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Fusion Science and Technology
Penfield and Enos: Outage planning in the COVID-19 era
Energy Harbor’s Beaver Valley plant, located about 34 miles northwest of Pittsburgh, Pa., was one of many nuclear sites preparing for a scheduled outage as the coronavirus pandemic intensified in March. The baseline objective of any planned outage—to complete refueling on time and get back to producing power—was complicated by the need to prevent the transmission of COVID-19.
While over 200 of the plant’s 850 staff members worked from home to support the outage, about 800 contractors were brought in for jobs that could only be done on-site. Nuclear News Staff Writer Susan Gallier talked with Beaver Valley Site Vice President Rod Penfield and General Plant Manager Matt Enos about the planning and communication required.
Beaver Valley can look forward to several more outages in the future, now that plans to shut down the two Westinghouse pressurized water reactors, each rated at about 960 MWe, were reversed in March. “The deactivation announcement happened in the middle of all our planning,” Enos said. “It’s a shame we haven’t had a chance to get together as a large group and celebrate that yet.”
While the focus remains on safe pandemic operations, the site now has two causes for celebration: an outage success and a long future ahead.
X. R. Wang, M. S. Tillack, C. Koehly, S. Malang, H. H. Toudeshki, F. Najmabadi, ARIES Team
Fusion Science and Technology | Volume 67 | Number 1 | January 2015 | Pages 193-219
Technical Paper | dx.doi.org/10.13182/FST14-798
Articles are hosted by Taylor and Francis Online.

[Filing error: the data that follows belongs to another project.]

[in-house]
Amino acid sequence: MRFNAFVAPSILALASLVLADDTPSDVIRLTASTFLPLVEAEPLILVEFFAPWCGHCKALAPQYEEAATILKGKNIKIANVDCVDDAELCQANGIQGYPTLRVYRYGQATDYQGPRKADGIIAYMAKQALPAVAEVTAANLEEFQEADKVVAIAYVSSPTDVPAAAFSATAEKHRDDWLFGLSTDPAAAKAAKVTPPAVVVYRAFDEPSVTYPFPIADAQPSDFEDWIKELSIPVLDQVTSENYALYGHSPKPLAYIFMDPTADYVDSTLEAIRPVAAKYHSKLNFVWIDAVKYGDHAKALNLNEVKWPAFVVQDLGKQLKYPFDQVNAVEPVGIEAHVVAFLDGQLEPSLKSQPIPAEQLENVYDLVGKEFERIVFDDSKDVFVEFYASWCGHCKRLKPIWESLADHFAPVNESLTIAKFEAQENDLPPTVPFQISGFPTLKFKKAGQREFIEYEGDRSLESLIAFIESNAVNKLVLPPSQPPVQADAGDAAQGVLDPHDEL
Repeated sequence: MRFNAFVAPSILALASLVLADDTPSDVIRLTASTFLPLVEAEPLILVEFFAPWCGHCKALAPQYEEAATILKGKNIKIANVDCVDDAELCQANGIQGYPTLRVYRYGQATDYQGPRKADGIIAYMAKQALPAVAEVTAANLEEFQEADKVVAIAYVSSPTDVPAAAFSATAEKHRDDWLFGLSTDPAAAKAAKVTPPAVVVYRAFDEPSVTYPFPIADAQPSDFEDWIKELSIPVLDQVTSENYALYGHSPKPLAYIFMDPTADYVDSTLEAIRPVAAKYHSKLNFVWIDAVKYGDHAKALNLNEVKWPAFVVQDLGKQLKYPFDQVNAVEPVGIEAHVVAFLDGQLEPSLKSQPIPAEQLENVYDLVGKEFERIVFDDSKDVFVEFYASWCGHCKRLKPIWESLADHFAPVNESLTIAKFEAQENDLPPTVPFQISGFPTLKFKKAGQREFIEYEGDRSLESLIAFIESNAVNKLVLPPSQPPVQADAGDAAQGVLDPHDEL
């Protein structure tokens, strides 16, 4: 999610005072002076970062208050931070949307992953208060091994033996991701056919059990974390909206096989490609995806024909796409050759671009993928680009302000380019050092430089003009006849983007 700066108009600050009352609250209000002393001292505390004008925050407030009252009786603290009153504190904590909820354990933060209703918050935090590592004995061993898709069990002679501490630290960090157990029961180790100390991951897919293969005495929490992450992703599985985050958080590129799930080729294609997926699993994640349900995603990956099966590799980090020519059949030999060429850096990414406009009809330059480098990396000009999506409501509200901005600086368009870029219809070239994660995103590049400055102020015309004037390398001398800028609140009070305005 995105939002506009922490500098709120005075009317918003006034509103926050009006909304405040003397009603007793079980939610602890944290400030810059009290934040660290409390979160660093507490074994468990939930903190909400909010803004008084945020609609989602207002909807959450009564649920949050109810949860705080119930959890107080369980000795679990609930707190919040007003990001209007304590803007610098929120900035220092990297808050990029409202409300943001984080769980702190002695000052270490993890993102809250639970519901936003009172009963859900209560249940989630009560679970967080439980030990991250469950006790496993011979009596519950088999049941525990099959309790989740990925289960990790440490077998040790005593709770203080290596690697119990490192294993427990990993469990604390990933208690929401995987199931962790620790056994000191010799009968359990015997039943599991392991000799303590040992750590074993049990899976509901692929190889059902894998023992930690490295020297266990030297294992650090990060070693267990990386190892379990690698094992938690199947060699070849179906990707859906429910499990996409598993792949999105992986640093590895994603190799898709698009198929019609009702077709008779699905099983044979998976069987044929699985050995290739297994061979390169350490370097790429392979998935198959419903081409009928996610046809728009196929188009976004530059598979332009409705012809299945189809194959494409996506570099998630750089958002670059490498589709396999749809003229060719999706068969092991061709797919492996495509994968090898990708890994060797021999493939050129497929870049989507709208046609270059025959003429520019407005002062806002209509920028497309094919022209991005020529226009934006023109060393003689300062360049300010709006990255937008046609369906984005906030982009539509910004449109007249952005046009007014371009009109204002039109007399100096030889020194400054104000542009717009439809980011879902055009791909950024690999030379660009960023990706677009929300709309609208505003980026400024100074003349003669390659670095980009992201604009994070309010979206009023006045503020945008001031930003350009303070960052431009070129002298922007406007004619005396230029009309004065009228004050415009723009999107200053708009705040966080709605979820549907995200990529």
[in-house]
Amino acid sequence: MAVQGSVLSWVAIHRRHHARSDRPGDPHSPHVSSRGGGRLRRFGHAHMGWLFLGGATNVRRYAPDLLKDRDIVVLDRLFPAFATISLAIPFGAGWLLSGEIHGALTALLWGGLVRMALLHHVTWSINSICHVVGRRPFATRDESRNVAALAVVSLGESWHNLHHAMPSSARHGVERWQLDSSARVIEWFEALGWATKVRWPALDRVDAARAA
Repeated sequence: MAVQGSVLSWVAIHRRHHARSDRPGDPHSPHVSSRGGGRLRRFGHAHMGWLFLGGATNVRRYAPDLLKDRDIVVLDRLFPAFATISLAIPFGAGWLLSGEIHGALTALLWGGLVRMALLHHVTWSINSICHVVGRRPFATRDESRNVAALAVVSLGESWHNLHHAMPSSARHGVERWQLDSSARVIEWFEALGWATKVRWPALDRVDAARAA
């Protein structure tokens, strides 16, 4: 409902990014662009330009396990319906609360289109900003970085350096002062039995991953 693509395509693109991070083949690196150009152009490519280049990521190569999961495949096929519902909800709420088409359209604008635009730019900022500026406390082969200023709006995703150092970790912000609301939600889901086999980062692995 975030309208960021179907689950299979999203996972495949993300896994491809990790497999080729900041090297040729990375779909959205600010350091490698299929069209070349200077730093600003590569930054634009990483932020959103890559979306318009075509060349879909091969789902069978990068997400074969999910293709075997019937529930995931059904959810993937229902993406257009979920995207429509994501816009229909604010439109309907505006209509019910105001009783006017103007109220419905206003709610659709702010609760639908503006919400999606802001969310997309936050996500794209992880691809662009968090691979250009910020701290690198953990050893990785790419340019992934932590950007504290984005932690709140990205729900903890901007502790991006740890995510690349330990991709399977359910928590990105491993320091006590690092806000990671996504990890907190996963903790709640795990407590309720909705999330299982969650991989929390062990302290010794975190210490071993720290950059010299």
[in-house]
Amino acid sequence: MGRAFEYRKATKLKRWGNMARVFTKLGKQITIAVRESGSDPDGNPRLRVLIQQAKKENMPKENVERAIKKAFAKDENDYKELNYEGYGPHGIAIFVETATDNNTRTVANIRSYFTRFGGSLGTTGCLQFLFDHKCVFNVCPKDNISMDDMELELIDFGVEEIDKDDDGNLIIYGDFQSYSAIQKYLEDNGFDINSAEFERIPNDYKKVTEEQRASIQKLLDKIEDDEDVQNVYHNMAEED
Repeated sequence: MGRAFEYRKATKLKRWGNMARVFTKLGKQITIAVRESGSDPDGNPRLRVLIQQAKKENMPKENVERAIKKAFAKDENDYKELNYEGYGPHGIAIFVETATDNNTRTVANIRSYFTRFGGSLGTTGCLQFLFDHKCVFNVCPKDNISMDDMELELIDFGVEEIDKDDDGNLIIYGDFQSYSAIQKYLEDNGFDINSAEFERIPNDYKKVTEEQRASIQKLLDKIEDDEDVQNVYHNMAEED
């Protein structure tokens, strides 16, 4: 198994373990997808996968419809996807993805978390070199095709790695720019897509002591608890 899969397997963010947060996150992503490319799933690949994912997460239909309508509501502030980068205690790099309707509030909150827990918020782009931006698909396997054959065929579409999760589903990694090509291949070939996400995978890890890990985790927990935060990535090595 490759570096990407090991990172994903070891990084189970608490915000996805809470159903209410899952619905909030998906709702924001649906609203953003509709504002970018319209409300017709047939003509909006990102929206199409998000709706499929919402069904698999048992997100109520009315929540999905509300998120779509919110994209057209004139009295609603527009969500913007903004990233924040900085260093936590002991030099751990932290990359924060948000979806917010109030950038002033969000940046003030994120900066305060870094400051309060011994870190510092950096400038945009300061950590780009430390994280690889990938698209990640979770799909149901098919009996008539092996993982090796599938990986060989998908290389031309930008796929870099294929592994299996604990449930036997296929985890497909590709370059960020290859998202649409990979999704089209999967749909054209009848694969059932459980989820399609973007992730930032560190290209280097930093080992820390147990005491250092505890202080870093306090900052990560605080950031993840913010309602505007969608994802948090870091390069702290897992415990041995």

ARIES-ACT2 is a conventional tokamak power plant conceptual design that uses a dual-coolant lead-lithium (DCLL) blanket concept with a RAFS (reduced-activation ferritic steel) first-wall (FW) and blanket structure. The design concept is the first fully integrated study of the DCLL blanket in a tokamak power plant. The major engineering efforts were to develop a credible configuration that can meet aggressive maintenance goals and achieve high availability and maintainability; to design a DCLL blanket that can meet tritium breeding requirements with reasonable helium and Pb-17Li cooling schemes to remove the surface and volumetric thermal power in the blanket while keeping the helium pressure drop, magnetohydrodynamic (MHD) pressure drop, and total pumping power low, and material temperatures and stresses at an acceptable level; to design manifolding and access pipes to connect/disconnect the inboard and outboard blanket sectors to the ring headers located underneath the reactor without affecting maintenance operations and creating major MHD effects when feeding all the Pb-17Li/He mass flow. Detailed three-dimensional finite element analysis of the DCLL blankets together with design iterations have been performed to finalize and optimize the major design parameters of the FW and blanket structure. The helium-cooled W plate-type divertor concept was adopted and integrated into the ACT2 DCLL power core to accommodate the peak surface heat flux of ∼10 MW/m2 predicted by edge plasma physics.